What Can Mentors Do to Influence Career Preparedness for Students? » NAAIA Foundation » Supporting African Americans in the Insurance Industry


What Can Mentors Do to Influence Career Preparedness for Students?

In the hyper-competitive world we live in today, any help we can get along our life journey is valuable. Aside from our parents, family, friends, and colleagues, mentors are some of the most important people we can be lucky enough to have in our lives. Here’s a quick look at what these special people do and why they are such powerful contributors to people’s success.

Let’s dive right in.

The Importance of Mentorship

A mentor should represent the aspirations you have for your future career, especially when you are still in your formative years. They don’t necessarily have to be in the exact line of work that you will pursue but will embody the qualities you need to achieve your goals, such as hard work, perseverance, initiative, communication and so on.

They can directly and indirectly help younger people figure out the trajectory they want in their lives and how to achieve their objectives.

According to the American Council of Educators, people who encounter effective mentors in their early years show much higher rates of higher education enrollment and professional success.

The Value of Representation

According to research conducted by Johns Hopkins University, Black students enjoy higher rates of high school graduation and increased college enrollment rates when they are taught by Black teachers in their formative years. The implication of these results is that students are much more likely to receive positive encouragement from the presence of authority figures of similar racial or ethnic backgrounds.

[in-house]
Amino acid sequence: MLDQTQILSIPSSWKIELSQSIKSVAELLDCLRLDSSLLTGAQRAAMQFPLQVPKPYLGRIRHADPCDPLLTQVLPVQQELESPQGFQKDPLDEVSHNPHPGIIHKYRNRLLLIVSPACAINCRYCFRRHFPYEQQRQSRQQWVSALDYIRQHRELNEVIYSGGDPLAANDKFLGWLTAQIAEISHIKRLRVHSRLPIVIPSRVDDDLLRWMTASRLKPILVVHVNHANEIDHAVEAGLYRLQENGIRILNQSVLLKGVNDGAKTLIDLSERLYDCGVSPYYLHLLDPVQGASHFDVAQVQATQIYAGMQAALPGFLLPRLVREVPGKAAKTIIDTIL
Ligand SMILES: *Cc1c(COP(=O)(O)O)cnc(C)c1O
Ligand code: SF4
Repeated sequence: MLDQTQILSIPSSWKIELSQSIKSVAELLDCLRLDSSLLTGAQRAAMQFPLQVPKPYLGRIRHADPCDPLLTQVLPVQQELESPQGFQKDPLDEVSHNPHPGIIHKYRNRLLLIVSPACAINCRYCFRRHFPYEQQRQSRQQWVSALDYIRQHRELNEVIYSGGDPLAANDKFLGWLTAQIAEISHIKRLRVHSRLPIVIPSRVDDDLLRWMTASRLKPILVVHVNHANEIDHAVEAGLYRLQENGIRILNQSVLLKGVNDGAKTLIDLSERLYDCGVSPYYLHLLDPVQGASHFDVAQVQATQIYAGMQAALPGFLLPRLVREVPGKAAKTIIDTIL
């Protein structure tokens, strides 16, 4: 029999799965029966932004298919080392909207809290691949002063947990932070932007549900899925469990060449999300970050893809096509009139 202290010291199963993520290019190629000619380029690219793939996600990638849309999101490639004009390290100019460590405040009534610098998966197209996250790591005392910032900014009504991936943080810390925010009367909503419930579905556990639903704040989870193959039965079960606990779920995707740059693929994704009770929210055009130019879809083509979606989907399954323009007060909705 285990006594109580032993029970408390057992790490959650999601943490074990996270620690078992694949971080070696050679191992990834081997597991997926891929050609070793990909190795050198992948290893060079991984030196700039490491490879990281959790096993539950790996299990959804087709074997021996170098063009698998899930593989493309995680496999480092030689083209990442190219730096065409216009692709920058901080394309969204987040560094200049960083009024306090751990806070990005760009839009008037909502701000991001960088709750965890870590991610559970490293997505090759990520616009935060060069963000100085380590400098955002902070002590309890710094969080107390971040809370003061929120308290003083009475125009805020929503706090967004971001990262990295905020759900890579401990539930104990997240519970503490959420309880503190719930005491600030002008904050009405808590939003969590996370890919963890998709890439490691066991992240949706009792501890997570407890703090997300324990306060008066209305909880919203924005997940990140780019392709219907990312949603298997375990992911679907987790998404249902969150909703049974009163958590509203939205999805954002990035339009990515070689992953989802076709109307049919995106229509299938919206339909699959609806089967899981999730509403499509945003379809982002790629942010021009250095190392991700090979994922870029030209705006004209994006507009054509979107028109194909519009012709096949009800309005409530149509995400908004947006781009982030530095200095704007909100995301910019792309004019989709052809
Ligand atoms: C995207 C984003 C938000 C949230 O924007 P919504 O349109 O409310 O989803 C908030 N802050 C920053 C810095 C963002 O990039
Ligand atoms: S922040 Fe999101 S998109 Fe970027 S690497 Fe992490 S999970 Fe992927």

The positive effect is deemed to be especially powerful in circumstances where minority communities have a history of oppression and underrepresentation, such as is the case in the United States of America.

The Shortage of Black Men in Mentorship Roles

According to the National Center for Education Statistics, black men account for only 4% of the nation’s teacher workforce. This percentage is shockingly low, considering that African Americans make up approximately 13% of the population. 

The direct result of this shortcoming is that the student bodies in American educational institutions face a chronic shortfall of suitable educators in mentorship roles for the benefit of Black students.

Final Thoughts

While there are various reasons we can consider when trying to explain the low rates of Black teachers in education, it’s more useful at this point in time to explore how we can rectify the situation. That’s where organizations such as the NAAIA Foundation come in. 

The NAAIA Foundation is designed to help the African-American populace through philanthropic partnerships with local community organizations. It’s hoped that such efforts can help stem the tide of African-American disenfranchisement and improve their career progression through innovative initiatives such as mentorship programs.

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